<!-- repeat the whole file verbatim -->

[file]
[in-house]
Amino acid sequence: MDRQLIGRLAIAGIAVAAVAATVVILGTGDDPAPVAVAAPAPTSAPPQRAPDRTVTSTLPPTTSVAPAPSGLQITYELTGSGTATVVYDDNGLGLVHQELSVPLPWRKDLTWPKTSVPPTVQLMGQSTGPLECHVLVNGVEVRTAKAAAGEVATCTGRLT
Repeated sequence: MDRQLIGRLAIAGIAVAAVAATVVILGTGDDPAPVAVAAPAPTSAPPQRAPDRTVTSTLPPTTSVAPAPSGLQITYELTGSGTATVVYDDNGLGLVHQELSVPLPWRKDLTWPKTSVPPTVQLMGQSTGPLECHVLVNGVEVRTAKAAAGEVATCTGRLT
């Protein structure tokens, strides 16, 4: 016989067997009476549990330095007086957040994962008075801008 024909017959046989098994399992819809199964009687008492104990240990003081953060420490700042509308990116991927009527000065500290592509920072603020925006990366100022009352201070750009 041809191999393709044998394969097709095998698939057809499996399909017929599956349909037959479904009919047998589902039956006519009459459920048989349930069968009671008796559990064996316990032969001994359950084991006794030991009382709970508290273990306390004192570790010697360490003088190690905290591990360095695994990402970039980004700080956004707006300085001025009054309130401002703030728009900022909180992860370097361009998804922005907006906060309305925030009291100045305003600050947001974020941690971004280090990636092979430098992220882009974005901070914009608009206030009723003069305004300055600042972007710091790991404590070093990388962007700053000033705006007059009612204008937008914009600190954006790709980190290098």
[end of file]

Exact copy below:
[in-house]
Amino acid sequence: MDRQLIGRLAIAGIAVAAVAATVVILGTGDDPAPVAVAAPAPTSAPPQRAPDRTVTSTLPPTTSVAPAPSGLQITYELTGSGTATVVYDDNGLGLVHQELSVPLPWRKDLTWPKTSVPPTVQLMGQSTGPLECHVLVNGVEVRTAKAAAGEVATCTGRLT
Repeated sequence: MDRQLIGRLAIAGIAVAAVAATVVILGTGDDPAPVAVAAPAPTSAPPQRAPDRTVTSTLPPTTSVAPAPSGLQITYELTGSGTATVVYDDNGLGLVHQELSVPLPWRKDLTWPKTSVPPTVQLMGQSTGPLECHVLVNGVEVRTAKAAAGEVATCTGRLT
């Protein structure tokens, strides 16, 4: 016989067997009476549990330095007086957040994962008075801008 024909017959046989098994399992819809199964009687008492104990240990003081953060420490700042509308990116991927009527000065500290592509920072603020925006990366100022009352201070750009 041809191999393709044998394969097709095998698939057809499996399909017929599956349909037959479904009919047998589902039956006519009459459920048989349930069968009671008796559990064996316990032969001994359950084991006794030991009382709970508290273990306390004192570790010697360490003088190690905290591990360095695994990402970039980004700080956004707006300085001025009054309130401002703030728009900022909180992860370097361009998804922005907006906060309305925030009291100045305003600050947001974020941690971004280090990636092979430098992220882009974005901070914009608009206030009723003069305004300055600042972007710091790991404590070093990388962007700053000033705006007059009612204008937008914009600190954006790709980190290098």